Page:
Houston Astros starting pitching was a huge plus in 2015.
Dallas Keuchel continued to be a revelation, posting his best season to date with a 20-8 record, 1.02 WHIP, and 2.48 ERA, earning his first career Cy Young. Behind him was Collin McHugh, a waiver claim turned perfect number two. The 28-year-old won 19 games, threw over 200 innings, and had a 3.89 ERA.
Behind the duo was rookie Lance McCullers Jr, a flamethrower who can dial his changeup to 94 MPH. He showed plenty of potential, pitching to a 9.24 K/9 and a 3.22 ERA in 22 starts, despite only winning six games. All three are 28 and younger, and will be big parts of the Astros rotation next year and beyond.
But not everything went as planned for Houston starters.
Scott Feldman, who was one of Houston’s first rebuild pieces when he signed a three-year, $30 million deal in the 2014 offseason, made only 12 starts after an injury-filled season. Scott Kazmir, the club’s prized playoff push acquisition, struggled badly with the club and bolted to the Dodgers in free agency.
Ultimately, Astros starters finished with the eighth-best ERA (3.71), and the ninth-best FIP (3.80) among starters, but considering the quality at the top of the rotation, there seemed to be room for improvement.
With Houston’s front-end of the rotation being in fine shape, general manager Jeff Luhnow had to address the back-end for Houston to make the jump from playoff team to World Series contender. The Astros didn’t open their wallets to any big free agent starters, but Thursday announced a one-year, $7 million, incentive-laden deal with former Washington Nationals starter Doug Fister – and that’s just the type of signing Houston needed.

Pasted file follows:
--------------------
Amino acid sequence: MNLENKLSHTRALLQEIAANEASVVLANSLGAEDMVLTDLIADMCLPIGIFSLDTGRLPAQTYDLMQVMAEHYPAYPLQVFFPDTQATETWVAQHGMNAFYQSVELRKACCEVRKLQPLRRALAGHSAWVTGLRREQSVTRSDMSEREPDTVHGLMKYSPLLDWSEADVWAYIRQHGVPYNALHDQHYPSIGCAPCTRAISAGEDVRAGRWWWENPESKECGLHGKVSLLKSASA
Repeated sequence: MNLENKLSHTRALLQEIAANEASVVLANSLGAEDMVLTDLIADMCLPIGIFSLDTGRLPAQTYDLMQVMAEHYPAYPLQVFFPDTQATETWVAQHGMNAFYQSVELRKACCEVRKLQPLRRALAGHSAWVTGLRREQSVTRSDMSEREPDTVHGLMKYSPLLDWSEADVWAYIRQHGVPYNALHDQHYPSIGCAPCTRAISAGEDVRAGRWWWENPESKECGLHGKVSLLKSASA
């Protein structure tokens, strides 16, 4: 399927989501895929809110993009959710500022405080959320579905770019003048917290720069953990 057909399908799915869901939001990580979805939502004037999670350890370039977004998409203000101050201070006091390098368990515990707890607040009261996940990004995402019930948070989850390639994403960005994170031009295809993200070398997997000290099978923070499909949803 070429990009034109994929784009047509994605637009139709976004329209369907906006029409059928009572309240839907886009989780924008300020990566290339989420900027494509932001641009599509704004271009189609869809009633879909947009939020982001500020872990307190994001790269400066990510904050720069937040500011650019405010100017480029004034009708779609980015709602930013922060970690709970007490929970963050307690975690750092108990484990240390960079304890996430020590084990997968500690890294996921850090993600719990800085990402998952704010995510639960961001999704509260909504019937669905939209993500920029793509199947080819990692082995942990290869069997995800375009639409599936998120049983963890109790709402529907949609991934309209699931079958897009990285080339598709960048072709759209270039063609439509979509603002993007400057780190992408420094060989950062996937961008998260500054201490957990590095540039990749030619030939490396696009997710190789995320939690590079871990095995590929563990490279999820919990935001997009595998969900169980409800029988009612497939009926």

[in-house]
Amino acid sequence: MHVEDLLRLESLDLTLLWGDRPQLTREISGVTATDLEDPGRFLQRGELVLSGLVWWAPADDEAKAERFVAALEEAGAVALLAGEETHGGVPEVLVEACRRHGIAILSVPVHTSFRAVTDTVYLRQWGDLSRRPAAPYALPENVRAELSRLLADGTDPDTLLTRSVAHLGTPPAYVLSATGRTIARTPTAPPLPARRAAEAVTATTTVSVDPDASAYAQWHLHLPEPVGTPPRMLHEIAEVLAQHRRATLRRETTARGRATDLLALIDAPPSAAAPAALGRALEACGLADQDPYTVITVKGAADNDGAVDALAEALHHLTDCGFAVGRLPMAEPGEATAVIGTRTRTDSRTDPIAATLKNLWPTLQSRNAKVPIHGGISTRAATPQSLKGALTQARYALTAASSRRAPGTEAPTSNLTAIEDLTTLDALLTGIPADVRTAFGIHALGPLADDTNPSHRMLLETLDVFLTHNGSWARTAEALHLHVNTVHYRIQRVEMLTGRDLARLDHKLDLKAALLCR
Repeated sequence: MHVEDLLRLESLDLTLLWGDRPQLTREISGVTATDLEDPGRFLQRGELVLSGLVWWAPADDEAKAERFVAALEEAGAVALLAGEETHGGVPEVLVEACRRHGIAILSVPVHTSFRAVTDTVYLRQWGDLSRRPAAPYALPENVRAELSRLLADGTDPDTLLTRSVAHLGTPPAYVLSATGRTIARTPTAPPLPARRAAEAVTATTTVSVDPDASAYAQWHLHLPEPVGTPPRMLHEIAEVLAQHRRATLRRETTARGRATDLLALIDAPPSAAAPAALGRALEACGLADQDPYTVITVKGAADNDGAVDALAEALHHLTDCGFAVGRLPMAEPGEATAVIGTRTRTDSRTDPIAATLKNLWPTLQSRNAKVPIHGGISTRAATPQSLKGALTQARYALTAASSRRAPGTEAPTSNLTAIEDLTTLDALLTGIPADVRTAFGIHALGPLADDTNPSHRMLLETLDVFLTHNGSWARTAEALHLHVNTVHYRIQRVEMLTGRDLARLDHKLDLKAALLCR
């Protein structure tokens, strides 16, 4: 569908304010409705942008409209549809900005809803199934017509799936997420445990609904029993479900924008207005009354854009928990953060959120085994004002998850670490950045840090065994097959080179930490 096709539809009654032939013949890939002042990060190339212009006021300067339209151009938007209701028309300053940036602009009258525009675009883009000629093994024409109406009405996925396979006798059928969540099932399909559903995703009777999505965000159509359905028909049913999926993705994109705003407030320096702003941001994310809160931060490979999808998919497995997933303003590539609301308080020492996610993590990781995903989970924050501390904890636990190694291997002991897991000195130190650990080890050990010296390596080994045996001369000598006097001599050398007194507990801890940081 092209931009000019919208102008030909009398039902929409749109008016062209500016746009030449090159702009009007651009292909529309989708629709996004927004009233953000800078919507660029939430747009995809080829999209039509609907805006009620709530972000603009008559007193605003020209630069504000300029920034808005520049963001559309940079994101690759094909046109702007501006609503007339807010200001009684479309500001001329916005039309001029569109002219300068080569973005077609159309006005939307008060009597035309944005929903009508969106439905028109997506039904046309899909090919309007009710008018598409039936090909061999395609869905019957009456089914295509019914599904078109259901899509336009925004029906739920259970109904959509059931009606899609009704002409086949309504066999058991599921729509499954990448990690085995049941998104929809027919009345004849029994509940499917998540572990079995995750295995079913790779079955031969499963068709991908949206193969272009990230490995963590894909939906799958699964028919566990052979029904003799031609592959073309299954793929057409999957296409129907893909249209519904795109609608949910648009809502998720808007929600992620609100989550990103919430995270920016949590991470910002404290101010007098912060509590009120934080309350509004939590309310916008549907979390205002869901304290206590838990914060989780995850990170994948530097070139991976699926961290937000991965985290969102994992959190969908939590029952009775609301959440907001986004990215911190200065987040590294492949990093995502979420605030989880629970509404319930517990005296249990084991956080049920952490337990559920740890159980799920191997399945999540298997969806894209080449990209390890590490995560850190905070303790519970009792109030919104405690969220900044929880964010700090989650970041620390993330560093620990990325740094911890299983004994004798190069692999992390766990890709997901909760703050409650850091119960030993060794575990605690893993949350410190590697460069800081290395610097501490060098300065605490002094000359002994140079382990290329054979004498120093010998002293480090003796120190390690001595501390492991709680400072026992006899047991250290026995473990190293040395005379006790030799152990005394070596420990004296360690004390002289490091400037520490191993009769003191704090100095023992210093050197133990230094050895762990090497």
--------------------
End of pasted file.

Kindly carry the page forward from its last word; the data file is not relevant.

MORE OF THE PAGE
Fister is an excellent buy-low candidate for the Astros.
He was in cruise control in 2014, posting a 16-6 record with a 2.41 ERA in 25 starts, finishing eighth in NL Cy Young voting. 2015 didn’t go as planned, as he posted a 5-7 record with a 4.19 ERA in 25 games (15 starts). Fister missed time with a forearm injury and ended up with the worst numbers of his career. The 31-year-old went from being an important starter to a bullpen pawn and personified the Nationals struggles.
It would be silly for Houston to expect to get the best of Fister, as he’s only made 26+ starts once in the last four seasons, but the signing is a small gamble which could pay off handsomely.
Fister is not going to be an ace nor a Cy Young candidate, and pressure should be relaxed as he’ll be a four or a five. If Fister can keep his ERA at 4.19, his career-worst mark posted last year, and make between 20-30 starts, then $7 million is very affordable. Anything more than that is gravy for the Astros. The best case scenario is that the Astros get another quality number two pitcher, and the worst case (barring injury) they get a slightly below average starter.
Behind Keuchel, McHugh, McCullers, and Fister are Feldman and Mike Fiers. Feldman has consistently posted a sub-four ERA over the last three seasons, and if he’s healthy he can make an impact as a perfect number five. Fiers quietly had a solid season split between Milwaukee and Houston, as he ended 2015 with a 7-10 record and a 3.69 ERA. Most impressively, he posted a 9.0 K/9 and a 3.2 BB/9. Houston may have a diamond in the rough with the 30-year-old righty.
On paper, Houston’s rotation was solid, but with the signing it has the potential to very good. The addition of Fister, plus the steady improvements of Keuchel, McHugh, and McCullers, is exciting news for Astros fans. There shouldn’t be any problems with the back-end of the rotation going forward.